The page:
The amount of epoxy resin in the resin composition is selected so that the composition has about 0 to about 20 weight percent excess equivalents of epoxide groups. (The weight percent of excess epoxide equivalents is determined by taking the total epoxide equivalents that are present and subtracting the total equivalents of epoxide reactive ingredients, and dividing that number by the total epoxide equivalents, multiplied by 100.) If more than 20 weight percent excess equivalents of epoxide groups are present, the laminate will be too plasticized and will have poor chemical resistance, and if fewer equivalents of epoxide groups are present the laminate will lack mechanical strength. Preferably, the resin composition includes about 5 to about 15 percent by weight excess equivalents of epoxide groups.
A prepreg is prepared by dipping a substrate into the resin composition or otherwise applying the resin composition to a porous substrate. Suitable substrates includes cotton linters, wood-pulp paper, rice paper, poly(p-phenylene terephthalamide) ("Kevlar") paper, non-woven fiberglass matte or cloth, felt, canvas, etc. Paper substrates are preferred because the resin composition of this invention will cure over paper and many other resin compositions will not. Once the substrate has been impregnated with the resin composition, the solvent is evaporated and the resin is cured to the B-stage. This can generally be accomplished by heating, for example, at about 120° to about 180° C. for about 10 to about 5 minutes.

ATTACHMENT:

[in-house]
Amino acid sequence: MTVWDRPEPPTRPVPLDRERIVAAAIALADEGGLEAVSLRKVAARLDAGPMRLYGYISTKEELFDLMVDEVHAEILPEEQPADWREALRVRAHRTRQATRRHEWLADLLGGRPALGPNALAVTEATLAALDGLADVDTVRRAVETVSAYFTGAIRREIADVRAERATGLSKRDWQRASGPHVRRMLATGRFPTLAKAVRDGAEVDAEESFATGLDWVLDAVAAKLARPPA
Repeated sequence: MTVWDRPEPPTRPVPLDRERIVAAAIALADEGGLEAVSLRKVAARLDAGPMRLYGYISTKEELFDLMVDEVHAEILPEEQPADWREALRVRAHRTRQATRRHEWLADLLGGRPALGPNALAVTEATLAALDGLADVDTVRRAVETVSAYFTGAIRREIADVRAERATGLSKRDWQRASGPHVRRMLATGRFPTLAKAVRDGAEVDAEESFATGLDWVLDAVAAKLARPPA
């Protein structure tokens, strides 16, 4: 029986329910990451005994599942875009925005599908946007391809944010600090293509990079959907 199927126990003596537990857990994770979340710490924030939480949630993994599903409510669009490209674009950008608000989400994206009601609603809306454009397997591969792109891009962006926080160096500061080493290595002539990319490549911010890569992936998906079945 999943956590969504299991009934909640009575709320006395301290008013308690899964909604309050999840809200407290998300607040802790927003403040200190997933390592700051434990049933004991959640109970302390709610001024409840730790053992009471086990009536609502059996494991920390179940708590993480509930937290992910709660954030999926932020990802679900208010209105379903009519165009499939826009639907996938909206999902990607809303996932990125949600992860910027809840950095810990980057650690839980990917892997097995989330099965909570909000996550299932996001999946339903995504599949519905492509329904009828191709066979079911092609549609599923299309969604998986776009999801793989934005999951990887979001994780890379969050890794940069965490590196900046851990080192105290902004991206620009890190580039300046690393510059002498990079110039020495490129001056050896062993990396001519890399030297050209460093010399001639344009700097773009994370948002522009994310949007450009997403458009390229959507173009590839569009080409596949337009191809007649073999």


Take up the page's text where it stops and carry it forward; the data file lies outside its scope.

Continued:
A laminate is prepared by stacking plies of prepregs and heating them under pressure. A preferred laminate includes three plies of prepregs made of 20 mil paper as a substrate, which forms the core of the laminate, with a conventional fiberglass FR-4 prepreg on either side. Another preferred laminate uses four plies of prepregs which results in an FR-3 board. Copper foil is applied to the laminate by adhesives, as is known in the art, unless the outer surface is fiberglass, in which case the resin in the prepreg will also bond the copper insert. The copper can also be applied to the laminate by an additive process as is known in the art. Holes can then be made in the laminate by drilling or punching and electronic components can be applied to its surface.
The following examples further illustrate this invention.
Resin compositions were formulated to contain 10% excess epoxide on an equivalent basis. A 5 gallon lined steel container fitted with an air driven propeller type agitator was charged with an appropriate amount of methyl cellosolve. With the agitator running a phenolic novolac resin with a low ionic content and a phenolic hydroxyl equivalent weight of 107 GM/OH EQUIV supplied by the Union Carbide Corporation at 100% solids as free flowing flakes under the trade designation "BRWE 5833," and a homogeneous, liquid, saturated fatty acid mixture composed of 80% C54 trimer acids (Mw ˜845) and 20% C36 (Mw ˜565) dimer acids, and having an average carboxyl equivalent weight of 305.7 GM/COOH EQUIV, sold by Energy Industries under the trade designation "EMPOL 1040," were charged into the methyl cellosolve and dissolved. The diglycidyl ether of 2,2-bis(4-hydroxyphenyl)propane (supplied by Shell with proprietary phosphonium halide catalyst at 96.5% solids in xylene as "Epon 829") and TBBPA were added to the solution and it was stirred at medium speed until it was clear and uniform. The BDMA catalyst was then added last.